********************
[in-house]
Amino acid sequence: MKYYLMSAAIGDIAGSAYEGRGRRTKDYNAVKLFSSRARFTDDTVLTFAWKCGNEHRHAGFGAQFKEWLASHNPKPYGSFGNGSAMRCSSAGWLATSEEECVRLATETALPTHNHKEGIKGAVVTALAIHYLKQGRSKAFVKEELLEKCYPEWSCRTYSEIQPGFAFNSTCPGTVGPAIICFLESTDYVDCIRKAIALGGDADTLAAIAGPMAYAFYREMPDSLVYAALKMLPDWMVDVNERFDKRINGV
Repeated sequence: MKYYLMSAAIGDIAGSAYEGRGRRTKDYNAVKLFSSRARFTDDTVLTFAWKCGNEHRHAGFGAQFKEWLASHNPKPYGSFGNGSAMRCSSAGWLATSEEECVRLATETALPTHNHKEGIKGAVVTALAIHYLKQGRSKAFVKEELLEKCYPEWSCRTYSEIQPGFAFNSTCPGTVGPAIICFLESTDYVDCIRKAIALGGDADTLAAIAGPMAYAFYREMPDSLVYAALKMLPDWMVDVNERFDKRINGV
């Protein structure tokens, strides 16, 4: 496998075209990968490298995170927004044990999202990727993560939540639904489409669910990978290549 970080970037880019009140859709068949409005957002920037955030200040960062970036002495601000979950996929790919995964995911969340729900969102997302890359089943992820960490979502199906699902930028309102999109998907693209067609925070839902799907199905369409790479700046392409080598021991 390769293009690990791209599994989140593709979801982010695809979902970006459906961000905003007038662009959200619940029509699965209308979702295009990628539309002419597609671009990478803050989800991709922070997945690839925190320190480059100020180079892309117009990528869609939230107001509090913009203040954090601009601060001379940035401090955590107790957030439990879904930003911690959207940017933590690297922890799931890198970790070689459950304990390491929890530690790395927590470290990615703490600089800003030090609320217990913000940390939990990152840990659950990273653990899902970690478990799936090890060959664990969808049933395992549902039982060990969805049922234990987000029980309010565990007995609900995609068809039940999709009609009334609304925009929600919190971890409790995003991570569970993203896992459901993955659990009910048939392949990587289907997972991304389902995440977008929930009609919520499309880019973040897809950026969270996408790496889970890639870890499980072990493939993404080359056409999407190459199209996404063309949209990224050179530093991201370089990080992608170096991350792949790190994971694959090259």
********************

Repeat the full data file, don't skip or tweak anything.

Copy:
[in-house]
Amino acid sequence: MKYYLMSAAIGDIAGSAYEGRGRRTKDYNAVKLFSSRARFTDDTVLTFAWKCGNEHRHAGFGAQFKEWLASHNPKPYGSFGNGSAMRCSSAGWLATSEEECVRLATETALPTHNHKEGIKGAVVTALAIHYLKQGRSKAFVKEELLEKCYPEWSCRTYSEIQPGFAFNSTCPGTVGPAIICFLESTDYVDCIRKAIALGGDADTLAAIAGPMAYAFYREMPDSLVYAALKMLPDWMVDVNERFDKRINGV
Repeated sequence: MKYYLMSAAIGDIAGSAYEGRGRRTKDYNAVKLFSSRARFTDDTVLTFAWKCGNEHRHAGFGAQFKEWLASHNPKPYGSFGNGSAMRCSSAGWLATSEEECVRLATETALPTHNHKEGIKGAVVTALAIHYLKQGRSKAFVKEELLEKCYPEWSCRTYSEIQPGFAFNSTCPGTVGPAIICFLESTDYVDCIRKAIALGGDADTLAAIAGPMAYAFYREMPDSLVYAALKMLPDWMVDVNERFDKRINGV
């Protein structure tokens, strides 16, 4: 496998075209990968490298995170927004044990999202990727993560939540639904489409669910990978290549 970080970037880019009140859709068949409005957002920037955030200040960062970036002495601000979950996929790919995964995911969340729900969102997302890359089943992820960490979502199906699902930028309102999109998907693209067609925070839902799907199905369409790479700046392409080598021991 390769293009690990791209599994989140593709979801982010695809979902970006459906961000905003007038662009959200619940029509699965209308979702295009990628539309002419597609671009990478803050989800991709922070997945690839925190320190480059100020180079892309117009990528869609939230107001509090913009203040954090601009601060001379940035401090955590107790957030439990879904930003911690959207940017933590690297922890799931890198970790070689459950304990390491929890530690790395927590470290990615703490600089800003030090609320217990913000940390939990990152840990659950990273653990899902970690478990799936090890060959664990969808049933395992549902039982060990969805049922234990987000029980309010565990007995609900995609068809039940999709009609009334609304925009929600919190971890409790995003991570569970993203896992459901993955659990009910048939392949990587289907997972991304389902995440977008929930009609919520499309880019973040897809950026969270996408790496889970890639870890499980072990493939993404080359056409999407190459199209996404063309949209990224050179530093991201370089990080992608170096991350792949790190994971694959090259």